Looking South Across the Oceans:Pacific and Caribbean SIDs Share Experiences
[December 7, 2010 – Montego Bay, Jamaica] A film demonstrating South-South co-operation in action between the Caribbean and the Pacific was showcased at a signature Caribbean disaster risk management conference yesterday.
“Looking South Across the Oceans: Promoting Cooperation Among Small Island Developing States” was featured at a film festival at the 5th Annual Caribbean Conference on Comprehensive Disaster Management, currently underway at Montego Bay in Jamaica. The keynote speaker at the conference, the Prime Minister of Jamaica, Hon. Bruce Golding, MP emphasized the vulnerability of small island developing states (SIDS) to disasters and the impact of climate change.
The film focuses on the vulnerability faced by island nations and tells the story of how SIDS in the Pacific and Caribbean have embarked on a journey to share knowledge and experiences to strengthen the resilience of their communities to natural disasters and climate change. It highlights that many adaptable solutions to the challenges posed by natural disasters can be found by looking South.
The film focuses on the project “South-South Cooperation between Pacific and Caribbean Small Islands Developing States (SIDS) on Climate Change Adaptation and Disaster Risk Management” which encourages a systematic sharing of knowledge and experiences to strengthen community safety and resilience to a range of natural disasters in both regions.
The project is coordinated by United Nations Development Programme (UNDP) Pacific Centre, with extensive support from the regional UNDP programme Caribbean Risk Management Initiative (CRMI). Partners in the Caribbean include Caribbean Disaster and Emergency Management Agency (CDEMA), INSMET (National Cuban Meteorological Institute), CARICOM Climate Change Centre (CCCCC) and University of the West Indies (UWI). Key partners from the Pacific region include the Pacific Islands Applied Geo-Science Commission (SOPAC), South Pacific Regional Environmental Programme (SPREP), Secretariat of the Pacific Community (SPC) and University of the South Pacific (USP). National agencies in both regions also play an important role.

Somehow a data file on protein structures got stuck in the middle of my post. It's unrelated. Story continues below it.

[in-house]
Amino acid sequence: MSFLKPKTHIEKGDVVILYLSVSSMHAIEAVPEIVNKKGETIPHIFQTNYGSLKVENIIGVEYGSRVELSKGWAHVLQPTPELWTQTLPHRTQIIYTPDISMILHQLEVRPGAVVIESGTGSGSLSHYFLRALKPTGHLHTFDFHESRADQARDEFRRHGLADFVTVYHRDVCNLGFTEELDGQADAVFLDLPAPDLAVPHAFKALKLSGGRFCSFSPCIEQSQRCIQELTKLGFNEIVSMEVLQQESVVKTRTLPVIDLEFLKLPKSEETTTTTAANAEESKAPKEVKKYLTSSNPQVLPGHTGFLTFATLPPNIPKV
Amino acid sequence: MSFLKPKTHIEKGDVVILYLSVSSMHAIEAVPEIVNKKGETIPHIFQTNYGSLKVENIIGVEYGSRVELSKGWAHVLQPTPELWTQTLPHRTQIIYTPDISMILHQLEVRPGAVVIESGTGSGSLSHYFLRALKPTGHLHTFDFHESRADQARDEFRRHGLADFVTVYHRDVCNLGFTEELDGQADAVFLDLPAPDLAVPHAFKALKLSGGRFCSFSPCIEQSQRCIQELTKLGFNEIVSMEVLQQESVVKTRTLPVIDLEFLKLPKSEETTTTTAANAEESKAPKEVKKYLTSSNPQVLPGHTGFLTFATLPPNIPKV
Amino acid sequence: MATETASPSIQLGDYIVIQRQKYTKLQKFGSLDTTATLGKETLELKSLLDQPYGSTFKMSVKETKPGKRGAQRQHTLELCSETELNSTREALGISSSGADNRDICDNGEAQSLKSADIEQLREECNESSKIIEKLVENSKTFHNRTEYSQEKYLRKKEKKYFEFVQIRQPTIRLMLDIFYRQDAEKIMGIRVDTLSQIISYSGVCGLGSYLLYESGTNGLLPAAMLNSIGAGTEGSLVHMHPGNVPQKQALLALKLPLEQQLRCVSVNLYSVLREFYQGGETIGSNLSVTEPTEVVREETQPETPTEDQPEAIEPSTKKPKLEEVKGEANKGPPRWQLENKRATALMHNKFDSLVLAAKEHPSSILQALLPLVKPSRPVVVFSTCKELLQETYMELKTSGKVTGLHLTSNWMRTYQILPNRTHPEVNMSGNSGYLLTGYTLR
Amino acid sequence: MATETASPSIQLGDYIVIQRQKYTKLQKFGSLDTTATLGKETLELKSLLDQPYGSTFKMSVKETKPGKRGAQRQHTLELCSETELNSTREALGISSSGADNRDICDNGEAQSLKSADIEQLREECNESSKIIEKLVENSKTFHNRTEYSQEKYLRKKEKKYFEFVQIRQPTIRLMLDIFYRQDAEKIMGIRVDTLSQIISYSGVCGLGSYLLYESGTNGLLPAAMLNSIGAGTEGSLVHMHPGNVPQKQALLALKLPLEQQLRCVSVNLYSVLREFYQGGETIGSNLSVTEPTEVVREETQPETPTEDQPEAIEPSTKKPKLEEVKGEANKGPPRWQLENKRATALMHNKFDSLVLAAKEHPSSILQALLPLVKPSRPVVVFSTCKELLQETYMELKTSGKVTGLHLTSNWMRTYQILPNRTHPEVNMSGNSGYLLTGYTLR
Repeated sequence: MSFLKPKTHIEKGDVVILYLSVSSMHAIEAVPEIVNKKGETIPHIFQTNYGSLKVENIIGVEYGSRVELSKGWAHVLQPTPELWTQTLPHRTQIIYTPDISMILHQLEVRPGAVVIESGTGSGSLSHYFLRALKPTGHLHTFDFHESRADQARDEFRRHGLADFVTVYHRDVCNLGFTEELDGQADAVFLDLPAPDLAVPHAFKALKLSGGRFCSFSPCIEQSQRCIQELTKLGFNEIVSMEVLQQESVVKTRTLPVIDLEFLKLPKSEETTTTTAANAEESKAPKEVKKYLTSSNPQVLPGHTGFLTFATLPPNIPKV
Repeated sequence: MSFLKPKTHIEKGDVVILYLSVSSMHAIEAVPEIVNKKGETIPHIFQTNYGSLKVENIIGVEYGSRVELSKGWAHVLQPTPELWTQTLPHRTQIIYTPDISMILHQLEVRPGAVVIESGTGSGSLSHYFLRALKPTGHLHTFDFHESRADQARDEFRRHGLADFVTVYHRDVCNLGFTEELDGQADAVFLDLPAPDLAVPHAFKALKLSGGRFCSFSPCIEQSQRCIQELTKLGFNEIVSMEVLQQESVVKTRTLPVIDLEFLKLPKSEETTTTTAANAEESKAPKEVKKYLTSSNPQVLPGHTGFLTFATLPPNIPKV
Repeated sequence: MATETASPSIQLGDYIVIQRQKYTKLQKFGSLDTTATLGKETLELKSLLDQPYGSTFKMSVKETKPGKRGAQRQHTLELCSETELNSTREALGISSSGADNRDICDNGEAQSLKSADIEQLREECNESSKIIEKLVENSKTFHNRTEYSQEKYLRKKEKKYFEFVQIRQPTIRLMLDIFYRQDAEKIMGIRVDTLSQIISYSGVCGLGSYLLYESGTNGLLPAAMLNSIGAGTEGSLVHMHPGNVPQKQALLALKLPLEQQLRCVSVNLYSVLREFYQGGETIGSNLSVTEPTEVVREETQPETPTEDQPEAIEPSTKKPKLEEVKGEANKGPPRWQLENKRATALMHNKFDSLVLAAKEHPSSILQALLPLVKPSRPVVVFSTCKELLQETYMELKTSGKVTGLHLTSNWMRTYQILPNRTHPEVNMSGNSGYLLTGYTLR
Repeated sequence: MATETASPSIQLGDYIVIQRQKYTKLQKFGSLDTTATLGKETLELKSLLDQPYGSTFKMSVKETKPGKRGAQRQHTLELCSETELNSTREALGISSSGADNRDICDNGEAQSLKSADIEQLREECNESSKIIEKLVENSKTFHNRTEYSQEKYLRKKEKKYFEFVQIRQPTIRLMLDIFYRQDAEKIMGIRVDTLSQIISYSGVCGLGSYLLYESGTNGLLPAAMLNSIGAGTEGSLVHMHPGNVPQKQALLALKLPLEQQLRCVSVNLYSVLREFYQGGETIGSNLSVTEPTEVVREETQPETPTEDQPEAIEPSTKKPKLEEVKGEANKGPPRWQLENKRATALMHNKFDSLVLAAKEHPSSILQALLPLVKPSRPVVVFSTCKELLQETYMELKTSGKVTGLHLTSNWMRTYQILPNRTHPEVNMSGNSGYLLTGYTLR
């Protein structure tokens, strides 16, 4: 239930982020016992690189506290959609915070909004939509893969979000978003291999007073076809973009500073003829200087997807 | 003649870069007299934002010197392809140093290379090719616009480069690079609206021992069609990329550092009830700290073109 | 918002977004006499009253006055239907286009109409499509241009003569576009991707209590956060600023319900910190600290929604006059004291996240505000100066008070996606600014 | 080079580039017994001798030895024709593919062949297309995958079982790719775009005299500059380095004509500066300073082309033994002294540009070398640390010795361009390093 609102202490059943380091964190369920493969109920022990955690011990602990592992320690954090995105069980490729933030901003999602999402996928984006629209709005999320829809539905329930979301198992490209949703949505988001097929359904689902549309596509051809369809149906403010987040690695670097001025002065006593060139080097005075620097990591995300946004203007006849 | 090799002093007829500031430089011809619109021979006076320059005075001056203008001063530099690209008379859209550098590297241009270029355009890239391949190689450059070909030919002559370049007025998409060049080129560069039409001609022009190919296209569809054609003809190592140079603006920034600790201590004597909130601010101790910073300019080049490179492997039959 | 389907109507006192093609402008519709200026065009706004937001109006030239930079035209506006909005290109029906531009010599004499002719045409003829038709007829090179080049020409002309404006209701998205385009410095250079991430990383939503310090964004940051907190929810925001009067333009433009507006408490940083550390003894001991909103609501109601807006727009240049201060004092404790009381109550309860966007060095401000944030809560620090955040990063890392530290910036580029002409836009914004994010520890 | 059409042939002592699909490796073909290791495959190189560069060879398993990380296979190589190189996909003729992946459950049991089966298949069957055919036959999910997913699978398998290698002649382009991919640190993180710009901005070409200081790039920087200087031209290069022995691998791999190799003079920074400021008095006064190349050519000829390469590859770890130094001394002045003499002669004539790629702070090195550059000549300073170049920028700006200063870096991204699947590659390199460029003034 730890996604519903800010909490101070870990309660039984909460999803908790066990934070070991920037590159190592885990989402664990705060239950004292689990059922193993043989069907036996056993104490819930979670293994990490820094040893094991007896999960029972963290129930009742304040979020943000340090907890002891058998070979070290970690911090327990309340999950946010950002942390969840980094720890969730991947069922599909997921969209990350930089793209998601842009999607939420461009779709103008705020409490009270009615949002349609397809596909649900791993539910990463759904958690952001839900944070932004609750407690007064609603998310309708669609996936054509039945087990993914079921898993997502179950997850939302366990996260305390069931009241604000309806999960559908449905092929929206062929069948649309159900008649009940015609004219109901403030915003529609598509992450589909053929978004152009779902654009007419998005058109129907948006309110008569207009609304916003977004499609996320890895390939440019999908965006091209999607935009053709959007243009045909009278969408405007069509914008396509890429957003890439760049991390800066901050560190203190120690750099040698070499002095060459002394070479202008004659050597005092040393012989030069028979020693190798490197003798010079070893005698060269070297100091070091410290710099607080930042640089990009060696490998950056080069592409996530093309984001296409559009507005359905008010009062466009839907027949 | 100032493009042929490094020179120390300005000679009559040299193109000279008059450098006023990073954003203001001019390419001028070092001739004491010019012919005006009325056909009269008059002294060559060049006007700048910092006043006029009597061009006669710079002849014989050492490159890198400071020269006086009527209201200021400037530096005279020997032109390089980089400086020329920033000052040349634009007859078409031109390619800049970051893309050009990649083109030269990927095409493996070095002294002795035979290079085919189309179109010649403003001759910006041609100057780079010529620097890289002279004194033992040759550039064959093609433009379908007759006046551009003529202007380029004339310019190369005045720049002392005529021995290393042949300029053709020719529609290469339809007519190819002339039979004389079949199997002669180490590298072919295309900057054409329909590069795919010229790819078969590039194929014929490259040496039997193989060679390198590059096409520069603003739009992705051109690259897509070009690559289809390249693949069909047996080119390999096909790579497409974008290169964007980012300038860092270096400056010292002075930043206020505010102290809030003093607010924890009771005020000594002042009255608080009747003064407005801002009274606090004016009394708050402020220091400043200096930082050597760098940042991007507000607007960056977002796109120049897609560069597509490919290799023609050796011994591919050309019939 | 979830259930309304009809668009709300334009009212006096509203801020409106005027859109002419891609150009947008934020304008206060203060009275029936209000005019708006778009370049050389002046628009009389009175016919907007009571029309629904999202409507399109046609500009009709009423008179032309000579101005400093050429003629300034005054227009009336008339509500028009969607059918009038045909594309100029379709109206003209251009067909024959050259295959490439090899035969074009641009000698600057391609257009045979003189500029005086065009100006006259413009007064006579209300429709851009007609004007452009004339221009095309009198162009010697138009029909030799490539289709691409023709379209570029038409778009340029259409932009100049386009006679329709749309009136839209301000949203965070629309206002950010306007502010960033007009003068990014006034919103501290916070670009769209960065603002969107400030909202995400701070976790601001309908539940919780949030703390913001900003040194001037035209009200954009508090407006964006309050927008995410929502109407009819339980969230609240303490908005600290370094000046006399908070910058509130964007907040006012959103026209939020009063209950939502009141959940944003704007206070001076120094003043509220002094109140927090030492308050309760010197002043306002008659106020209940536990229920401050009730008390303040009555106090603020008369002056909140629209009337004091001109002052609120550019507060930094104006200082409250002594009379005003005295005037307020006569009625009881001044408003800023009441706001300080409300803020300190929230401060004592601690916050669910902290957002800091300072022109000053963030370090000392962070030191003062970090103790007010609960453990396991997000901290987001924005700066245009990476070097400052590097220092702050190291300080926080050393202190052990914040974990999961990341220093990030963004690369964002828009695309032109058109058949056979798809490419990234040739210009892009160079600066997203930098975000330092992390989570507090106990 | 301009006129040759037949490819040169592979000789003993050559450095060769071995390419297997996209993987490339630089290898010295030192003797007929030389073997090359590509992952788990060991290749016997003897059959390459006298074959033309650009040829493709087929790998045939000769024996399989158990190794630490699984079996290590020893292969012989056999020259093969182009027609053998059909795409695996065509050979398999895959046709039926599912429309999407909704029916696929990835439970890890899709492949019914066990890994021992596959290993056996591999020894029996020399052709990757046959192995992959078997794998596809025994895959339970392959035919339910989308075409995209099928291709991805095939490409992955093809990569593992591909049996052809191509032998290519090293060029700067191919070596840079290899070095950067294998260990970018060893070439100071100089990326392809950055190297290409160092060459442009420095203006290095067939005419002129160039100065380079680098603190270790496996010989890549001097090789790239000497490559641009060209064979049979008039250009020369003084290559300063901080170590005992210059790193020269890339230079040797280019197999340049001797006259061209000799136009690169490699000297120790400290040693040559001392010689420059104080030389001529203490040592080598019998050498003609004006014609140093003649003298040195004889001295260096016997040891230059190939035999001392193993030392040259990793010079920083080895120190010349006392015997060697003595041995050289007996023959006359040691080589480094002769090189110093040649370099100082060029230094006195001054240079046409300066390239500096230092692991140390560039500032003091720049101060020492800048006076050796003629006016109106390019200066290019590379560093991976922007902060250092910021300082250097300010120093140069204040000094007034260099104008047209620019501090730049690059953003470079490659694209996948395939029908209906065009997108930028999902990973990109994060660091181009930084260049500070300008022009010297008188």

The project is supported by the UNDP’s Special Unit for South-South Cooperation and by the UNDP-Japan Partnership Fund.
The film was viewed by more than 60 people at the film festival and received much positive feedback. Those who viewed the film included Caribbean national and regional disaster risk managers, representatives of UN agencies, development partners and the academia.
References to the advantages of South-South co-operation, as showcased in the film were also made during various presentations at the technical sessions of the conference today.
In-depth experiences from the Pacific in the areas of economic impact assessment of disasters were shared at the conference by SOPAC’s Manager Natural Resources Governance, Paula Holland, whose attendance at the conference has been supported by UNDP through the South South project.
Ms Holland’s presentation focused on the economic impact assessment of the January 2009 floods in Fiji, carried out by SOPAC in partnership with the Government of Fiji, Red Cross and UNDP. Her presentation sparked a lively discussion on the methods used in the assessment as well as early warning systems.
The Pacific will feature again tomorrow’s during a partner consultation on the South South project.
For further information contact: Shobhna Decloitre, Communications Associate, UNDP Pacific Centre on Shobhna.email@example.com
High resolution pictures can be made available upon request.